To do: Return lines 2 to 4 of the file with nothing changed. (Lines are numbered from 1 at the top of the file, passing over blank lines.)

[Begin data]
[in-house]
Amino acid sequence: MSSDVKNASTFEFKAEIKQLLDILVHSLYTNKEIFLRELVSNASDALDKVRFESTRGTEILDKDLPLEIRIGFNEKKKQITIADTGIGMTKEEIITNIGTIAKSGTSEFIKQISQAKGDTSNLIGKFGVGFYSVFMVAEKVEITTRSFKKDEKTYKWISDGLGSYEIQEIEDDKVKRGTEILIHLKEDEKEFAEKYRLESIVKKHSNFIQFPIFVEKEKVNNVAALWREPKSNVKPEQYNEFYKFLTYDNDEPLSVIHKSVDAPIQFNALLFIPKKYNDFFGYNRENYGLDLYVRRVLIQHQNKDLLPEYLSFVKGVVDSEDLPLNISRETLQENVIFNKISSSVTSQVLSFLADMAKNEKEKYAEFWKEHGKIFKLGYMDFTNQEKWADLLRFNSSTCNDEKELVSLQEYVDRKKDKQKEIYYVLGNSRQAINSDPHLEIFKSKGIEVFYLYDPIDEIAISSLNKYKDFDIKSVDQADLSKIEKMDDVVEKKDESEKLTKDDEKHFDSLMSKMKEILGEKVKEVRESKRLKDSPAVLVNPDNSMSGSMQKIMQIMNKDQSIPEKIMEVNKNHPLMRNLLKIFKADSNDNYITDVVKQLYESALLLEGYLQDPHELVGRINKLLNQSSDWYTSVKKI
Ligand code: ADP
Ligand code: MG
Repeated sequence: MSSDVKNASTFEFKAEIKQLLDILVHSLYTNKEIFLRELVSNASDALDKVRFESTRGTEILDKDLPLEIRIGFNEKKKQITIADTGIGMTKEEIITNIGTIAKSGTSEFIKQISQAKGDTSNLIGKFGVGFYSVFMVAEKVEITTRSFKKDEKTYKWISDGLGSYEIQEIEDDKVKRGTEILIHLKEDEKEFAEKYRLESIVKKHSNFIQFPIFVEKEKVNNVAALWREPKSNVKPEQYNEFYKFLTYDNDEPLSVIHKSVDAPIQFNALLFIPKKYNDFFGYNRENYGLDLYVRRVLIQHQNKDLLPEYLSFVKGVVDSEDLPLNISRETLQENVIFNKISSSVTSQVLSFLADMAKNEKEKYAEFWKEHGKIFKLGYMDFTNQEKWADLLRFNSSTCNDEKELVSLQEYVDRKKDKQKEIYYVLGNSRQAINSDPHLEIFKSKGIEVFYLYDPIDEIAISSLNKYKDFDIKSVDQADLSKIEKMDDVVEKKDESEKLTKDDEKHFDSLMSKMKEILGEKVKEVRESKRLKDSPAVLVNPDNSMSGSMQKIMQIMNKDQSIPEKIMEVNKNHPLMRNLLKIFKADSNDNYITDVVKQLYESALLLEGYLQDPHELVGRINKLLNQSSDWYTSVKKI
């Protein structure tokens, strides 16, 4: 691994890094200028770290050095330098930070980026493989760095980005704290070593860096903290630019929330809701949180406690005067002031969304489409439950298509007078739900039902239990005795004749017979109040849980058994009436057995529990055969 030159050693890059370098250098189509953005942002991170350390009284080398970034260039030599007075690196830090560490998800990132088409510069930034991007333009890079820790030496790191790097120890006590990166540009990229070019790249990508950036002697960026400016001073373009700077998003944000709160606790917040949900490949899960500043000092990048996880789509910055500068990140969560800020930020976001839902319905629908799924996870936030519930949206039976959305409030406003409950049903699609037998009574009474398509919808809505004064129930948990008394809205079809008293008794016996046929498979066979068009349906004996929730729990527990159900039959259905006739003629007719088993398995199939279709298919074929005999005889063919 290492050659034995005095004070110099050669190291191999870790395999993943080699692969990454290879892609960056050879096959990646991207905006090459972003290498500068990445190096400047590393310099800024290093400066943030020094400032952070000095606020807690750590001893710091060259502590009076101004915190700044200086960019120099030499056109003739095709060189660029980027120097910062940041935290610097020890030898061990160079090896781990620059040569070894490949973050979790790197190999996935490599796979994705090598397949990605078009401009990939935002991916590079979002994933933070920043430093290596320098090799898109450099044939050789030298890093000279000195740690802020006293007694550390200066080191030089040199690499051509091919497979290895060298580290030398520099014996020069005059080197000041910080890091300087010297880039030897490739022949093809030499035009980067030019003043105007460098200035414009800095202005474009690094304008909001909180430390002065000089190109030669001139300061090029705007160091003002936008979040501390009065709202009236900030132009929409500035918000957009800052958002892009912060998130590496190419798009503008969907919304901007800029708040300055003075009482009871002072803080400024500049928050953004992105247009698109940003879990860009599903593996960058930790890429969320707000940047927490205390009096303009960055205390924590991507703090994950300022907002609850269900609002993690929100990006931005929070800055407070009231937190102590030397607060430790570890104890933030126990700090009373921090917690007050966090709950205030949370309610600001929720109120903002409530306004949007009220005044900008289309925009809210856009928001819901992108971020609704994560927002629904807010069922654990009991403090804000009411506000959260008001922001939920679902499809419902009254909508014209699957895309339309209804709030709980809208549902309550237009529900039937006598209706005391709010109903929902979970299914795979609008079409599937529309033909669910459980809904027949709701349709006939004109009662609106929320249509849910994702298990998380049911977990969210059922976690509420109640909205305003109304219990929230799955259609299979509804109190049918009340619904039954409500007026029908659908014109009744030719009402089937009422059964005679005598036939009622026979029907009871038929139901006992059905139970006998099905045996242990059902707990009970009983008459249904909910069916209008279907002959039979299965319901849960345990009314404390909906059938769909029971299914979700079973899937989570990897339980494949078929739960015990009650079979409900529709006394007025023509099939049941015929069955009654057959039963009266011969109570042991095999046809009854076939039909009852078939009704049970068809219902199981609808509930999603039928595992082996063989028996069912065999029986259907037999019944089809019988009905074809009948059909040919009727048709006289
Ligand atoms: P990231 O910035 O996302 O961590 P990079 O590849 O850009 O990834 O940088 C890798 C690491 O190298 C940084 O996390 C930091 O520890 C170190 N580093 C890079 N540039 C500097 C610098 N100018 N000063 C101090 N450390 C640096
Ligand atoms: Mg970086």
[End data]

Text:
Amino acid sequence: MSSDVKNASTFEFKAEIKQLLDILVHSLYTNKEIFLRELVSNASDALDKVRFESTRGTEILDKDLPLEIRIGFNEKKKQITIADTGIGMTKEEIITNIGTIAKSGTSEFIKQISQAKGDTSNLIGKFGVGFYSVFMVAEKVEITTRSFKKDEKTYKWISDGLGSYEIQEIEDDKVKRGTEILIHLKEDEKEFAEKYRLESIVKKHSNFIQFPIFVEKEKVNNVAALWREPKSNVKPEQYNEFYKFLTYDNDEPLSVIHKSVDAPIQFNALLFIPKKYNDFFGYNRENYGLDLYVRRVLIQHQNKDLLPEYLSFVKGVVDSEDLPLNISRETLQENVIFNKISSSVTSQVLSFLADMAKNEKEKYAEFWKEHGKIFKLGYMDFTNQEKWADLLRFNSSTCNDEKELVSLQEYVDRKKDKQKEIYYVLGNSRQAINSDPHLEIFKSKGIEVFYLYDPIDEIAISSLNKYKDFDIKSVDQADLSKIEKMDDVVEKKDESEKLTKDDEKHFDSLMSKMKEILGEKVKEVRESKRLKDSPAVLVNPDNSMSGSMQKIMQIMNKDQSIPEKIMEVNKNHPLMRNLLKIFKADSNDNYITDVVKQLYESALLLEGYLQDPHELVGRINKLLNQSSDWYTSVKKI
Ligand code: ADP
Ligand code: MG